Earlier this year I came across the Head First WordPress book from O’Reilly and was much taken by the “brain-friendly” highly visual, conversational, sometimes jokey layout (see left). This made me ponder just how friendly our self-study e-learning support material is. We tend to make our documents and videos quite academic and dry, though our live workshops are fun and interactive.
e-Learning consultant Clive Shephard raised much the same point in a blog post this month Can self-study be social? . He suggests “self-study could feel very much like one-to-one learning if the content was prepared with a degree of personality… written using a conversational tone, with the author’s personality shining through“…maybe I suggest a bit more like the Head First design approach.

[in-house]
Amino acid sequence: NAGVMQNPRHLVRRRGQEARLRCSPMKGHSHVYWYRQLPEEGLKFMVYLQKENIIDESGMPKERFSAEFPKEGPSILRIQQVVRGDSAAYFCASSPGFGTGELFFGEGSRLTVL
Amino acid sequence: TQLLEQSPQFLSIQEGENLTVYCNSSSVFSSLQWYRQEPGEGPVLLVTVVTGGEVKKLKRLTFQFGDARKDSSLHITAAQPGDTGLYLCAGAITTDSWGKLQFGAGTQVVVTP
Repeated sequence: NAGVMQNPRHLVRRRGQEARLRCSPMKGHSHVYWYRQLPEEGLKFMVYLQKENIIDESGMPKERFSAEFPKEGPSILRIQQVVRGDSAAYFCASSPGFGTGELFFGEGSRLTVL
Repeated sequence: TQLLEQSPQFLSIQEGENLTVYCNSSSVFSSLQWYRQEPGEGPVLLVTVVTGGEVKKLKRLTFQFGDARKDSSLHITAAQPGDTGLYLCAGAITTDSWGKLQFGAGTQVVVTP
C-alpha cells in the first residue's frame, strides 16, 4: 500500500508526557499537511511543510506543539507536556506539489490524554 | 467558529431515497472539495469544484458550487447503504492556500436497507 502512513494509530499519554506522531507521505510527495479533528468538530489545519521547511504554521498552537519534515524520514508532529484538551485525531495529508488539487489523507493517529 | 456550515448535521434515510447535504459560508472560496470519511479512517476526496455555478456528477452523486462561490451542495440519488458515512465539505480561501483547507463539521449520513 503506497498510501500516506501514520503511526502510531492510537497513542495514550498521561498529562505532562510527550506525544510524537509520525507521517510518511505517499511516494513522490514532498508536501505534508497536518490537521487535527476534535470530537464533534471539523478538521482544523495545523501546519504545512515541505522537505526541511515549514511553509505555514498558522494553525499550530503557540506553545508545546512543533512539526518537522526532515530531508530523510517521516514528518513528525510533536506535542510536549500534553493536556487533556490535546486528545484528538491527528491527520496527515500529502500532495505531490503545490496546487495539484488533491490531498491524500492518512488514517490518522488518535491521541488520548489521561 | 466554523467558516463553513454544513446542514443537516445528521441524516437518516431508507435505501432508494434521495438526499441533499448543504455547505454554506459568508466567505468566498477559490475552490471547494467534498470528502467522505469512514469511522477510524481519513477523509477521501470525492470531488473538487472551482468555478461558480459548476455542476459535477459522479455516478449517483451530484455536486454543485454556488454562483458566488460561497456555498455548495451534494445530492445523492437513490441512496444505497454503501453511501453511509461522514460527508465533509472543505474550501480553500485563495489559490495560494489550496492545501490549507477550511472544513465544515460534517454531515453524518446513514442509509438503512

Clive puts it bluntly “Web 2.0 content – blog and forum postings, YouTube videos, etc. – is consumed with gusto because it has personality. Policy manuals, corporate brochures and self-study compliance courses are not, because they don’t.”
He concludes “Time for e-learning to get some personality. If it does, even self-study can feel like a social experience.”
It seems there is a challenge there for all of us involved in the development of print and online support materials, to move from the dry academic tone towards something that is a little more fun and engaging.